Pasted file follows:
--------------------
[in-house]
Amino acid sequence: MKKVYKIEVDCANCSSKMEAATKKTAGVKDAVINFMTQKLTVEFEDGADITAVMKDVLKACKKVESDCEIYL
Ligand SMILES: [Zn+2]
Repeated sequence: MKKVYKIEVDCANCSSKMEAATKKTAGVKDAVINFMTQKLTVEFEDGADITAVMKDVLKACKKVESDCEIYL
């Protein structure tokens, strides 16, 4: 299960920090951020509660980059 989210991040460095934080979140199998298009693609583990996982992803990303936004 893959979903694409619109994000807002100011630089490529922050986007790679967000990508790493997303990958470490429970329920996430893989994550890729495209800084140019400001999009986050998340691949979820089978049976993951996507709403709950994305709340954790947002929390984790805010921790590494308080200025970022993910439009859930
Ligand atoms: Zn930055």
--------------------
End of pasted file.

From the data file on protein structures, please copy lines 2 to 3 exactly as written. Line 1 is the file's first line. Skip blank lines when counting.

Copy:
Amino acid sequence: MKKVYKIEVDCANCSSKMEAATKKTAGVKDAVINFMTQKLTVEFEDGADITAVMKDVLKACKKVESDCEIYL
Ligand SMILES: [Zn+2]